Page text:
(NEW YORK) -- Amid deadly shootings of police officers in Dallas and Baton Rouge, Louisiana, a major purchase of heavy ballistic protective equipment by the country's largest police department illustrates the sense of danger among cops that experts say is at its highest in decades.
The New York City Police Department -- which employs more officers than any other police force in the country -- announced on Monday that it would spend $7.5 million to buy 6,000 heavy ballistic vests and 20,000 ballistic helmets for its officers.
The purchase, the department and the mayor said, was in response to recent terror attacks, mass shootings and police ambushes.
For John Cohen, an ABC News contributor with over 30 years in law enforcement and homeland security experience, the recent incidents have cast a specter of danger over the law enforcement community unlike anything he has seen over his career.
The NYPD's purchase of the body armor, he said, is the product of an evolving threat that law enforcement on American streets now face on a regular basis and the changing expectations we have of those who are often the public’s first line of defense.
And he predicts that the NYPD will only be the first department to make a major purchase like this in wake of recent attacks.
“Law enforcement officers are increasingly having to respond to heavily armed individuals using high-capacity weapons seeking to commit mass murder,” he said. “Criminals are going in with a plan, high-capacity weapons, and their job is to kill as many people as possible.”
And whether it's an ideologically motivated terror attack or the work of a deranged person with a grievance, police officers are expected to intervene in ways that they weren’t previously.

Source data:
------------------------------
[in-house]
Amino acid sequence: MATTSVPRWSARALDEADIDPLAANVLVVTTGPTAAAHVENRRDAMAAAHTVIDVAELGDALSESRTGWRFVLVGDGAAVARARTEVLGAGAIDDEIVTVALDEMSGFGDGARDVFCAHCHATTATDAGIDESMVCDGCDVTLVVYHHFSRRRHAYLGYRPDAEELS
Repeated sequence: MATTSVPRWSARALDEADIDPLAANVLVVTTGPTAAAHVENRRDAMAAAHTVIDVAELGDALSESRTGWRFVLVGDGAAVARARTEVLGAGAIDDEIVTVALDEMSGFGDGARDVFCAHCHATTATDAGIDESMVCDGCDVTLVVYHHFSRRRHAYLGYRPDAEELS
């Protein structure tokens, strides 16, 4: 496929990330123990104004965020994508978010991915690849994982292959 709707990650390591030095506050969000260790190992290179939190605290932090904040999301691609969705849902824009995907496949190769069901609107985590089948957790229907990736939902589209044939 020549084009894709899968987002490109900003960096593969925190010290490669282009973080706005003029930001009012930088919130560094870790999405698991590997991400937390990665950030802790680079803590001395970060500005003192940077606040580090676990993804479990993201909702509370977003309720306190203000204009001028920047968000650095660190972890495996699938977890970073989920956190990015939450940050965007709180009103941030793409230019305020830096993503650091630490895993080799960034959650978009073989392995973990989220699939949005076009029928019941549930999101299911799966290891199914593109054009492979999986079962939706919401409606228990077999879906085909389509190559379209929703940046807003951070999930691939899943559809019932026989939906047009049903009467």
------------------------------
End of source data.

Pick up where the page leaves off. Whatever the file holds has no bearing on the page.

In recent years, Cohen explained, tactics have changed -- seeing first responders engage with active shooters directly rather than wait for backup.
“Based on the increasing number of mass casualty attacks, more and more patrol officers are needing tactical gear that they can put on quickly so that they can enter a mass shooting scene while its ongoing and seek to engage with the shooter and stop him from killing more people,” he said.
And increasingly, cops aren’t just protecting members of the public, but are increasingly becoming the targets of violence themselves.
“We are actually seeing an increase in police officers being the target of extremist groups and others,” who are trying to bring, “notoriety to their cause,” Cohen said.
And regardless of whether perpetrators are targeting members of the public or the police themselves, Cohen said, experts have noticed that “criminals are generally using higher caliber weapons with higher capacity magazines.”
This evolving threat requires new equipment that isn’t regularly worn underneath the uniforms by officers patrolling our streets, he said.
The body armor needed to stop rounds coming from rifles, as opposed to handguns, is much heavier, more expensive, is worn outside of the uniform and features greater protection than the standard-issue Kevlar vests most officers currently wear.
The new body armor, however, likely wouldn’t be worn on a day-to-day basis, but would be available to first responders during major incidents.
“The idea is that you have patrol cars where they may have this heavier gear in the back that they can throw that on to deal with an issue,” Cohen said.
The NYPD said that it will place two of these heavier vests -- which feature “level-three” protection -- in some 3,000 vehicles.
“Once again, we’re seeing NYPD leading the way, not only in the way they’re dealing with these problems, but making sure their officers have the type of equipment needed to deal with them as well,” Cohen said. “I think it's safe to say that most state and local agencies will go the way of the NYPD in providing this type of equipment to their employees.”
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